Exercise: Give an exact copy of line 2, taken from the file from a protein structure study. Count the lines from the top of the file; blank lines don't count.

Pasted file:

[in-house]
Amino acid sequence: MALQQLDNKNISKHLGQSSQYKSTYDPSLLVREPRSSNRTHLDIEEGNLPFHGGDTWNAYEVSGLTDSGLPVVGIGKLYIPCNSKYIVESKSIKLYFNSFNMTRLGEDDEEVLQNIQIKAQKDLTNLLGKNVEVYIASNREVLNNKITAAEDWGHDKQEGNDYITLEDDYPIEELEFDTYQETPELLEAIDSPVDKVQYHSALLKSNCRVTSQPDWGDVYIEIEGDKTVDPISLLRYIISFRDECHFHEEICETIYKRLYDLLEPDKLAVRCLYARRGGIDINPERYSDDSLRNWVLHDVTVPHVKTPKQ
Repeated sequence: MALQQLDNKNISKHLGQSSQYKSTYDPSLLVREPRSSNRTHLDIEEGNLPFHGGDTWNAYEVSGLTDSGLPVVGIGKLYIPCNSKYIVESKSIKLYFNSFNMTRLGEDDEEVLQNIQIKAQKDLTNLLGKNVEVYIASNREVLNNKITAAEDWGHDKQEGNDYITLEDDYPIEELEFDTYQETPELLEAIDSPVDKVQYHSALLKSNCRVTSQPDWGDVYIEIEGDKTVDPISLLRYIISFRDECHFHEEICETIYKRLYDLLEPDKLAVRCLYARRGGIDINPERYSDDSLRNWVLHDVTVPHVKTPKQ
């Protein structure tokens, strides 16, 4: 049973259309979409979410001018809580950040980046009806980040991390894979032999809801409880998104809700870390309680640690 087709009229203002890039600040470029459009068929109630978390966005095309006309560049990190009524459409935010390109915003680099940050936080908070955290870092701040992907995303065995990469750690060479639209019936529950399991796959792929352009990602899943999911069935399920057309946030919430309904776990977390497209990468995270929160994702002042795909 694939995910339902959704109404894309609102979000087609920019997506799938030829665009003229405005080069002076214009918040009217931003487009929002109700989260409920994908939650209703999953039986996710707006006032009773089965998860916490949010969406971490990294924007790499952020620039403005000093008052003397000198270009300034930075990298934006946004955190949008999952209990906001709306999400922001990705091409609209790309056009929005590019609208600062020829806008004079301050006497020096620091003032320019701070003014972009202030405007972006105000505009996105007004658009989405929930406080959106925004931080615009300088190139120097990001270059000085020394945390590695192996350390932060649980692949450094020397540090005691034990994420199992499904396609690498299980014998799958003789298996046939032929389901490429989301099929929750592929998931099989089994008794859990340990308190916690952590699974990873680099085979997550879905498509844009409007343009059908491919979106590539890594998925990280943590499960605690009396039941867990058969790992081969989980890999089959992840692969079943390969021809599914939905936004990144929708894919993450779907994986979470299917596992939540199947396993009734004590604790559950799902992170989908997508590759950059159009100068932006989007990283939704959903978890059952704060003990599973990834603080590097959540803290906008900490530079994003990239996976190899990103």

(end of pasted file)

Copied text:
Amino acid sequence: MALQQLDNKNISKHLGQSSQYKSTYDPSLLVREPRSSNRTHLDIEEGNLPFHGGDTWNAYEVSGLTDSGLPVVGIGKLYIPCNSKYIVESKSIKLYFNSFNMTRLGEDDEEVLQNIQIKAQKDLTNLLGKNVEVYIASNREVLNNKITAAEDWGHDKQEGNDYITLEDDYPIEELEFDTYQETPELLEAIDSPVDKVQYHSALLKSNCRVTSQPDWGDVYIEIEGDKTVDPISLLRYIISFRDECHFHEEICETIYKRLYDLLEPDKLAVRCLYARRGGIDINPERYSDDSLRNWVLHDVTVPHVKTPKQ